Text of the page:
Revealed: Andrew Symonds’ final text message before tragic fatal car accident
Just two hours before Andrew Symonds was tragically killed in a car accident, the cricket icon sent a text message to his Fox Sports boss which summed up the man perfectly. Read the text here.
Andrew Symonds was an old-fashioned larrikin and pot-stirrer to the very end.
At 8.45pm on Saturday night – just two hours before he was tragically killed in a car accident – the phone of Fox Sports boss, Steve Crawley pinged with a text message from Symonds, which summed up the man.
It was a screenshot of a news story about NFL star Tom Brady’s staggering $375 million new broadcasting deal with Fox Sports in the United States.
Symonds was off contract with Fox Cricket, and the interest of the commentator with the famous dry wit was piqued.
“Crawls, we need to talk. Roy,” texted Symonds’ alongside the image of Brady and his eye-popping pay packet.
Crawley responded with a laughing emoji.
A short time later, police believe around 11pm, Symonds was involved in a harrowing accident outside Townsville which has rocked the cricketing community.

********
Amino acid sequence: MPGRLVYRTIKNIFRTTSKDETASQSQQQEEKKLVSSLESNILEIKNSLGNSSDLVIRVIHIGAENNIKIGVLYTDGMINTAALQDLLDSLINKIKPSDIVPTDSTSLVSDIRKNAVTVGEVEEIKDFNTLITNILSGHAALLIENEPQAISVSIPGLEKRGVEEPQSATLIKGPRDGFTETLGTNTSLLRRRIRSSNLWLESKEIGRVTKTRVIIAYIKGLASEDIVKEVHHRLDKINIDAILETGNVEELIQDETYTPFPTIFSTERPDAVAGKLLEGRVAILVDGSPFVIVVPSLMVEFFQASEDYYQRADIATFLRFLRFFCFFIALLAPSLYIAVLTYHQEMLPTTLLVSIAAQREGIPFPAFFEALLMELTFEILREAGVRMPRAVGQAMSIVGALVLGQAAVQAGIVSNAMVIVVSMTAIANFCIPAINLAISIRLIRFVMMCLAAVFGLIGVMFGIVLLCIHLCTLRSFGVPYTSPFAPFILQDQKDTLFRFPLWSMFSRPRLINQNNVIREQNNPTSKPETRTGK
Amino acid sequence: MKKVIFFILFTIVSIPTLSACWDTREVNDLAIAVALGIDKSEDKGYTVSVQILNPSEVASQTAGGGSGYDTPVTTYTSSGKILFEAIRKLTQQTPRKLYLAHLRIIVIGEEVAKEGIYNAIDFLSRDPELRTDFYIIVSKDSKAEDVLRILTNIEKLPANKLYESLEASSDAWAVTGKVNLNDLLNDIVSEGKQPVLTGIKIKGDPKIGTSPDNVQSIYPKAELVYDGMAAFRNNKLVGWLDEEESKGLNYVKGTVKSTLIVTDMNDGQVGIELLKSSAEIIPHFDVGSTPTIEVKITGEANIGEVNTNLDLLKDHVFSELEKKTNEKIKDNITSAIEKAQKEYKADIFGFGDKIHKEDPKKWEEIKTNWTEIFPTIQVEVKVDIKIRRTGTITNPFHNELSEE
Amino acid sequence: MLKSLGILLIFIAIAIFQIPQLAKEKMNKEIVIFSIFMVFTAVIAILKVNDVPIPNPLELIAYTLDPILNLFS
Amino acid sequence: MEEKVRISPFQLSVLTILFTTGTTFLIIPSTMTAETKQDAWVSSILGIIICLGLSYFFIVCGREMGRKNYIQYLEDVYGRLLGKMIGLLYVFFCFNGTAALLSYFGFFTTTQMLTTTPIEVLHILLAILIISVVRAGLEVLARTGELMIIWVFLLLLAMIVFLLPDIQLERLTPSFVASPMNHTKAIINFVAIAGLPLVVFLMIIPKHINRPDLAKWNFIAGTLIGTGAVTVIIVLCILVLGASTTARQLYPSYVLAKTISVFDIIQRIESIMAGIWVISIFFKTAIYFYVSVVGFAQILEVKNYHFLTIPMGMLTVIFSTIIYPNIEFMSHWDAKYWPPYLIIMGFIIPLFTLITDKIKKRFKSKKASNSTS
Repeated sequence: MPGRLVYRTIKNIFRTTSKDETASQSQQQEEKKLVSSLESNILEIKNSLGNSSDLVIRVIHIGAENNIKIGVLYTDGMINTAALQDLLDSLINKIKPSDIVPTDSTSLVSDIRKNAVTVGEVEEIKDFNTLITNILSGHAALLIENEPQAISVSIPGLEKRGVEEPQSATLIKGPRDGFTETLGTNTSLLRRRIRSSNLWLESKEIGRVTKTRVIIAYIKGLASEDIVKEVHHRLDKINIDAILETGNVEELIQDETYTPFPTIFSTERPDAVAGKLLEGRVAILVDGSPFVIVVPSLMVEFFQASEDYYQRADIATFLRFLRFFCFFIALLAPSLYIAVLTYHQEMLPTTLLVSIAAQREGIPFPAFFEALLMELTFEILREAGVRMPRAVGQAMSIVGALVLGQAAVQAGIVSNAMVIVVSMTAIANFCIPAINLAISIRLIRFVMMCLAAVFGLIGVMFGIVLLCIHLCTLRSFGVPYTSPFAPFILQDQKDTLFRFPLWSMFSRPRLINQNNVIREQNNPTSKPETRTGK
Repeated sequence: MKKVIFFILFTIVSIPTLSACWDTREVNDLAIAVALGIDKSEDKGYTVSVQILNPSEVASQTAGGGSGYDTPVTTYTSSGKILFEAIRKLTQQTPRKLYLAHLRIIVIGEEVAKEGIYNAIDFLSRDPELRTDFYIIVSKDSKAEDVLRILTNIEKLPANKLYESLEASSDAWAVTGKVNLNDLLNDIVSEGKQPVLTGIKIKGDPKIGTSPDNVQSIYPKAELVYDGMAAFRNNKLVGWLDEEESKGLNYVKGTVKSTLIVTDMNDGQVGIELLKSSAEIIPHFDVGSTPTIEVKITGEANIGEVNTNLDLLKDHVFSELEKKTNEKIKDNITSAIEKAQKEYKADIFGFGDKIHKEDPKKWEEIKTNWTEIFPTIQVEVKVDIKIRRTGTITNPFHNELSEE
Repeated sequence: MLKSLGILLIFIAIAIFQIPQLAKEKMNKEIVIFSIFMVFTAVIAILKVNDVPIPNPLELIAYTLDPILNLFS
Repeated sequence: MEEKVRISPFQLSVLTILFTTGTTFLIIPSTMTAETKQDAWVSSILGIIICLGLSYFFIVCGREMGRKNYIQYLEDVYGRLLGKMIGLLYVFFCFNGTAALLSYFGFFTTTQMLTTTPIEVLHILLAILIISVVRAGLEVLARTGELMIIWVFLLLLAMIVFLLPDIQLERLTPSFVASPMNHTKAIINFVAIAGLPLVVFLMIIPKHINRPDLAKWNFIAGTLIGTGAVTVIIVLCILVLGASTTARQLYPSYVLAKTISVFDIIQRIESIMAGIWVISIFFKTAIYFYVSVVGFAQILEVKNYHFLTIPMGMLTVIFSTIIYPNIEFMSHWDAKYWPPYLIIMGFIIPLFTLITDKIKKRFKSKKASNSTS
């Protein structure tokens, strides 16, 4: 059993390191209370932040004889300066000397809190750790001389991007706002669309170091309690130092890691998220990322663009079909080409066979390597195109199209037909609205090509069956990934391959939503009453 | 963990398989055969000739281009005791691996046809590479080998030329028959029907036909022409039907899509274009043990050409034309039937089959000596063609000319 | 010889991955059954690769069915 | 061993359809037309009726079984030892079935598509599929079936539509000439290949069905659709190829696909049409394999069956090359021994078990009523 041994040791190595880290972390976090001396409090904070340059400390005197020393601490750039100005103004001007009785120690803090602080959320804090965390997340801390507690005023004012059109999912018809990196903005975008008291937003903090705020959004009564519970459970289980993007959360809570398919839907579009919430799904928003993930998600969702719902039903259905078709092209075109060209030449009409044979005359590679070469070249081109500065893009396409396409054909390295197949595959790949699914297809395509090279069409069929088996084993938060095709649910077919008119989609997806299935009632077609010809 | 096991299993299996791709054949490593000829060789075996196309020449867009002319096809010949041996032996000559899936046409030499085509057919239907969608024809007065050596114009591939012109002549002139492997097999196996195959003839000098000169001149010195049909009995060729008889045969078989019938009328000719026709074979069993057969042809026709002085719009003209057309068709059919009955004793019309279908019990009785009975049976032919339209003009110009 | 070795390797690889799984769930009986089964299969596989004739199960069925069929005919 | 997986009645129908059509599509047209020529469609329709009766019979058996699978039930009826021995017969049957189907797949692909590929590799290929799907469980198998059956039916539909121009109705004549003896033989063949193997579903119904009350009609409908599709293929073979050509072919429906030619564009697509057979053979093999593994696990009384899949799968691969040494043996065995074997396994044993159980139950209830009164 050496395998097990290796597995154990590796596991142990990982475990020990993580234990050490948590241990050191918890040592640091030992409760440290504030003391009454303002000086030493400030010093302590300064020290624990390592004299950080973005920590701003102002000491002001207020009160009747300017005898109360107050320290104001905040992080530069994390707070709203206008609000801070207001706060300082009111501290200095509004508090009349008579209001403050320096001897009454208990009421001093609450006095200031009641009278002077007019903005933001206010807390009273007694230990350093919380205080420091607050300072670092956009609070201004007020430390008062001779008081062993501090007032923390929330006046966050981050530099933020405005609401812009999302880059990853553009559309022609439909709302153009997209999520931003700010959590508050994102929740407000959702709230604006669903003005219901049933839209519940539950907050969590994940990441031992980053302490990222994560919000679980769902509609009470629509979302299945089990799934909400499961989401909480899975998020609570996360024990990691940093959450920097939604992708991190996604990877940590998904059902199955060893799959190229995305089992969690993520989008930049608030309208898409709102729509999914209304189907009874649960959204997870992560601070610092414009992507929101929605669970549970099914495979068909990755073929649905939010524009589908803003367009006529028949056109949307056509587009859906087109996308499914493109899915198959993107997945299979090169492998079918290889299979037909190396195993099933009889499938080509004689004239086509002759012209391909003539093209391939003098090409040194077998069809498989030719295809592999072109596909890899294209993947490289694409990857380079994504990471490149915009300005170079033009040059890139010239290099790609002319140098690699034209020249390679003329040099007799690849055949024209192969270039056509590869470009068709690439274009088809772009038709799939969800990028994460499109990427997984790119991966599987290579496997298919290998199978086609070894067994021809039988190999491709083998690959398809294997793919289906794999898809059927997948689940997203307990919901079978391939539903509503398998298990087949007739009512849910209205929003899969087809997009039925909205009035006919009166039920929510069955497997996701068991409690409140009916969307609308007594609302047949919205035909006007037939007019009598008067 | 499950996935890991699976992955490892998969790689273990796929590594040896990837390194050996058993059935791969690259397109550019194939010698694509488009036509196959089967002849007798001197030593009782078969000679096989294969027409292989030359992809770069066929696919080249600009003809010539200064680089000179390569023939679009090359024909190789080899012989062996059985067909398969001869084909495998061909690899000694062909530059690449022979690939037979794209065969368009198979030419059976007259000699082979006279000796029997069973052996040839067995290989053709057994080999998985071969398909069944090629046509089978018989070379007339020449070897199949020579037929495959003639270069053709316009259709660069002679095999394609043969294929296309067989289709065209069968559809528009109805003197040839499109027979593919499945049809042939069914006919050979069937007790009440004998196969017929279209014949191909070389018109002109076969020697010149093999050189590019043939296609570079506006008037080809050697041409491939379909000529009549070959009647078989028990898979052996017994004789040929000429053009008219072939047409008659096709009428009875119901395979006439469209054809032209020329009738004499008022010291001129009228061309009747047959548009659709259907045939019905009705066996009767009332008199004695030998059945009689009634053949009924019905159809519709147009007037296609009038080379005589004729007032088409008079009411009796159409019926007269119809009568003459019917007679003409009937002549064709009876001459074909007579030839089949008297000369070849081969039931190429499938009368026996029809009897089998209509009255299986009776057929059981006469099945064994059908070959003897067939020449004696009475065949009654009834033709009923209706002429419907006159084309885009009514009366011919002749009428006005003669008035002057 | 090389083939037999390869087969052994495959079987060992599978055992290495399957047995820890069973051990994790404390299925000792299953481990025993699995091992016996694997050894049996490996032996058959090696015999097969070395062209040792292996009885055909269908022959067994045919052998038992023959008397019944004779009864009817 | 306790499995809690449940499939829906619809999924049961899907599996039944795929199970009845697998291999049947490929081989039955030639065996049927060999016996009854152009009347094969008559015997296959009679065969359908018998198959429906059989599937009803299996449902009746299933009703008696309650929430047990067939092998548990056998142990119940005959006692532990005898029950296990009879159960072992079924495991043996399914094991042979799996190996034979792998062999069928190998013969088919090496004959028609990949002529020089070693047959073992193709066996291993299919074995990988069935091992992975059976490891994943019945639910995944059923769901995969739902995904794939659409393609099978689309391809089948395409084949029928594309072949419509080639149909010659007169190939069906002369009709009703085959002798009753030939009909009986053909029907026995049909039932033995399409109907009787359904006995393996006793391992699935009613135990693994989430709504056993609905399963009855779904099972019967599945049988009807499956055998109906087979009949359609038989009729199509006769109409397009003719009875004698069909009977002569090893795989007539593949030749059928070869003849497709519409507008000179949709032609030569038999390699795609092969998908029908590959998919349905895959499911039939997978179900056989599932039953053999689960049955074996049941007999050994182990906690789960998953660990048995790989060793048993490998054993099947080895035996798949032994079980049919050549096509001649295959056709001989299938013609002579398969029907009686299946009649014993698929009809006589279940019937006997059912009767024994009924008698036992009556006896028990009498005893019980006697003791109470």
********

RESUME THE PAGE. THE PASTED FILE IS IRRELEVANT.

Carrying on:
But through the raw pain, the much-loved cricket star and unique on-air talent was remembered for the infectious and loyal personality embodied in his final, playful text.
“I’d like to remember him as a nice guy, because that’s what he was,” Crawley told News Corp.
“When he first started doing a bit of commentary towards the end of his playing days, he said he’d commentate for us if our kids could sit with him while he did it.
“He wasn’t doing that for himself. He made their day.
“He seemed to get on a lot better with kids than he even did with adults. He was a bit of a pied piper.
“It was always an open invitation to go up to Townsville and go out on his boat barramundi fishing.
“He loved going fishing.
“He was a great Australian character, sort of like an outback hero like the Crocodile Hunter, but real.”
By early Sunday morning Crawley was fielding phone calls from distraught commentators Adam Gilchrist and Brett Lee and his Fox executives including Matt Weiss and Brad McNamara, who were all among Symonds’ closest mates.
A heartbroken Gilchrist was overcome with emotion, but still managed a chuckle at Symonds’ final text.
“His sense of humour was just extraordinary,” Gilchrist told News Corp.
“Just so dry, so quick. Half the time he’d make you laugh without him even trying.
“He was a boy from the bush who just loved nature. My heart is ripped out thinking about his two little kids. The most gorgeous little kids ever.”
Gilchrist was a key part of Symonds getting a contract at Fox Sports, and went in hard recommending him to Crawley.
That was simply a continuation of the theme from Symonds playing days in that respected figures like Gilchrist and Ricky Ponting would trust the big Queenslander, and he would repay their faith in spades.
Symonds was a blossoming commentator who was a deceptively sharp analyst and a unique and honest communicator.